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wanton act. Although it stands near one of the new streets, it is so far from it, that a considerable space of building ground divides the two. It is satisfactory to add, that its fate will not be accomplished without a struggle, and it is certain that the fall or preservation ol this church will mainly influence the fate of many others.

The specious pretence of the increase of residence, and provision for the incumbents, is put forth to amuse and delude the clergy. Shortsighted indeed must this body be, if they can be blinded, by this flimsy veil, to the real object of the measure. It is not the welfare, but the destruction of the church which has dictated it; and if the party which has devised the scheme succeed in this object, the clergy will assuredly find their revenues the next object of attack.

I trust you will call your readers' attention to this Letter. The consent both of the metropolitan and diocesan must be obtained before any church can be levelled with the ground. Let then the public voice aid and assist the judgment of these dignitaries, and unless the most urgent necessity calls for the removal of any one or more, which may stand in the way of a great public improvement, let the friends of the church be culled upon to make a bold and resolute stand against a measure which, it is to be feared, is only the offspring of schism, innovation, and irreligion.* Yours, &c.




Sir,—As your correspondents have made frequent inquiries on the subject of Congregational Psalmody, I hope that the enclosed course of psalm singing, for a year, may be worth inserting in your Magazine. The Psalms are taken from the selection published by the Society for Promoting Christian Knowledge, marked in their catalogue, gg, sold at the price of iid., or 5d. to their members, according to their size; and bound up, if ordered, in their prayer books, at an additional cost of from 6d. to 2\d. Those which are used in this course will be found, in every case, to have some reference to the service of the day: the first Psalm A.M. designed for use after the Litany, and referring either to the Collect or first Lesson; the second A.M. for before the Sermon, referring to Epistle or Gospel; and the first P.M. referring to Collect or first Lesson for the afternoon.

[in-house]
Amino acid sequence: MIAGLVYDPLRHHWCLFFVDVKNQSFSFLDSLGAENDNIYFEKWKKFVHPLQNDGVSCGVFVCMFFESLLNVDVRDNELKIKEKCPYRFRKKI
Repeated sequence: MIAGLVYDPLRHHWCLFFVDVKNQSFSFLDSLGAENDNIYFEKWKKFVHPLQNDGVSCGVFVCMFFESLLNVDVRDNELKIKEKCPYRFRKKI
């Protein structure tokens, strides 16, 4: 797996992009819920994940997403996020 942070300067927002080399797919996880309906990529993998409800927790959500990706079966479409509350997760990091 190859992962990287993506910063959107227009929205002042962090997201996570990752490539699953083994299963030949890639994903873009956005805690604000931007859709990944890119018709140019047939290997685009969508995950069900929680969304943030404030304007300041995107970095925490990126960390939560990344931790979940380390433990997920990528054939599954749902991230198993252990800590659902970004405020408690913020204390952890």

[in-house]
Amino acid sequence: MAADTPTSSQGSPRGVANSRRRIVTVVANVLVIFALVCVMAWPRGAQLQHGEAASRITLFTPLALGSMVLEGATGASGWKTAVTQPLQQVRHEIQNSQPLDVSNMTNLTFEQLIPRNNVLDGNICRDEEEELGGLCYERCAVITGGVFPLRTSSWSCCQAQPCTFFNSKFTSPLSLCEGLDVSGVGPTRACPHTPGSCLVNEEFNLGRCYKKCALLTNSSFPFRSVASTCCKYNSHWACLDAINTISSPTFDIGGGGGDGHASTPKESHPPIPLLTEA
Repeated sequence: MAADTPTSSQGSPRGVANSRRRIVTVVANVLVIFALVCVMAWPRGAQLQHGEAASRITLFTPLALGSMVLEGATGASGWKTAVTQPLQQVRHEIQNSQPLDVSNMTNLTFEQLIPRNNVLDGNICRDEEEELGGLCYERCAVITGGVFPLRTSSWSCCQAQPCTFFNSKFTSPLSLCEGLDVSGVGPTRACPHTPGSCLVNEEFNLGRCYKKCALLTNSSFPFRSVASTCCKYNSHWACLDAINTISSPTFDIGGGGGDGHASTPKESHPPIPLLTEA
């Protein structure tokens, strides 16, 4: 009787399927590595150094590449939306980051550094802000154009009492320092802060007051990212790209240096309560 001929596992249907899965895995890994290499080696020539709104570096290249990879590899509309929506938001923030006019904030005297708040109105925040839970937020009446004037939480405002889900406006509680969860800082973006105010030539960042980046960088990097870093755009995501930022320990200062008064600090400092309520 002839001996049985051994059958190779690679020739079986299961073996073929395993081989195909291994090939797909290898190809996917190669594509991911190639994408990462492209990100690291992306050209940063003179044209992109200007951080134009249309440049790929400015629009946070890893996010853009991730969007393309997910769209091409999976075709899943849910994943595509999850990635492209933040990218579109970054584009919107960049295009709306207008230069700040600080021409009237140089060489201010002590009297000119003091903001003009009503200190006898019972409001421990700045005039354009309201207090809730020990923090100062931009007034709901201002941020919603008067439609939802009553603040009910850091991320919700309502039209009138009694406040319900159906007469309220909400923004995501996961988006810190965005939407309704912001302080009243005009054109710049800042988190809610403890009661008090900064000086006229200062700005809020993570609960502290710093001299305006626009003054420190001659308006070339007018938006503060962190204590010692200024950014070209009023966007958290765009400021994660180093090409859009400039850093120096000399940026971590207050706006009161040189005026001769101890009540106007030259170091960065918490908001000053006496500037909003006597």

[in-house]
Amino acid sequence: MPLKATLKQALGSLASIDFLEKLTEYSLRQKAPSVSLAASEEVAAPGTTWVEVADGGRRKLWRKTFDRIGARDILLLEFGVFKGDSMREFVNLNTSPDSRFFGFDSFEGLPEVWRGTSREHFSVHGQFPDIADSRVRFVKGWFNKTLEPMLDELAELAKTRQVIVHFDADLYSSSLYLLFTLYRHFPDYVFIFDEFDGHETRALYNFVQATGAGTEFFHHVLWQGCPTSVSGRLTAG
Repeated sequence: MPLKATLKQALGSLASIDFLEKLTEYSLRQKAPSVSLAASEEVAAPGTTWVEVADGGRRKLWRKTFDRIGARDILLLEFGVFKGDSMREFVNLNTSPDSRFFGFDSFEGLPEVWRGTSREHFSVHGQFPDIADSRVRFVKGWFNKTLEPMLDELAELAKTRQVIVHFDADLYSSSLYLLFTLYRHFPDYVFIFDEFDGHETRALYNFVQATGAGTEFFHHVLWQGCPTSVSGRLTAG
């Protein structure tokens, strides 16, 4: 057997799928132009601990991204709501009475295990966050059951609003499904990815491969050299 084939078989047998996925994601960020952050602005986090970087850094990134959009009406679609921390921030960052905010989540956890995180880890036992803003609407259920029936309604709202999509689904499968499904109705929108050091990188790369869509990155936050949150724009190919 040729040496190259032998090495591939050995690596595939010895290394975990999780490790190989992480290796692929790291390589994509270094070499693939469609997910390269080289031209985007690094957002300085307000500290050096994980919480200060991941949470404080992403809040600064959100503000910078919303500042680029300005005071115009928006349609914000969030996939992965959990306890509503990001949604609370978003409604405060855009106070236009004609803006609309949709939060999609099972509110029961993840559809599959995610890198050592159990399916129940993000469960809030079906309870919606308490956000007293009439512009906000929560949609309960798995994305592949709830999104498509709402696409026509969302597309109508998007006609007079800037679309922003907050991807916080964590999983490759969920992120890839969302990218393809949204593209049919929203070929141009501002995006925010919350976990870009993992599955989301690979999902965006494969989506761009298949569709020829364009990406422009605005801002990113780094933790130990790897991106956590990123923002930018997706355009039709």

The tunes have been appropriated with reference both to the words of the Psalms, and to their fitness for the use of a mixed congregation. A copy of this course given to the clerk and organist will be found to save much confusion where the minister of the church has not leisure to make a selection each Sunday for his own use.

Yours truly,

C. J.

• The Editor will be obliged to Athanasius, or any one else, to send him any information on this matter. He is compelled to confess that at present he knows nothing beyond a paragraph in the newspapers.—En.

coirasK or Tsalms Tor The Tear.

S. Advent

2nd S. Advent

3d S. Advent

4tb S Advent

Christmas Day

S. after Christmas

1st S. after Epiphany ... 8nd S. after Epiphany... 3d S. after Epiphany ... 4th S. after Epiphany ... 5th S. after Epiphany... 6th S. after Epiphany...




Ash 'Wednesday

1st S. in Lent

2nd S. in Lent

Si S. in Lent

4th S. in Lent

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Psalms. ... IIS O. V. ... 100 O. V. .. 66 N. V. ... 92 N. V. ... 19 Part2, O. V... ... 103 Part 2, N. V. .. .. 67 N. V. ... 146 N. V. ... 73 N. V.

.. 113 N. V.

.. 33 Part 2, N. V...

... 34 Part 2, N.V. ..

... 118 Part 2, O. V. ..

... 57 N. V.

... 150 N.V.

... 5 N.V.

... 95 O. V.

... 105 Part 1, O. V. .

... 90 O. V.

... 105 N. V.

... 135 N. V.

... 40 N. V.

... 73 O. V.

... 148 N. V.

... 41 O. V.

... 103 Part 1, N. V.

... 27 Part 1,N. V...

... 147 N. V. ... 84 N. V.

... 119 Part 10, O. V.

... 93 N. V.

... 95 N. V.

... 103 Part 2, N. V. .

— 1 N. V. .. 86 N. V.

... 9 N.V.

... 102 Part 2, O. V..

... 15 N. V.

... 19 Part 1,.0. V..

... 100 O. V.

... 33 Part I, N. V..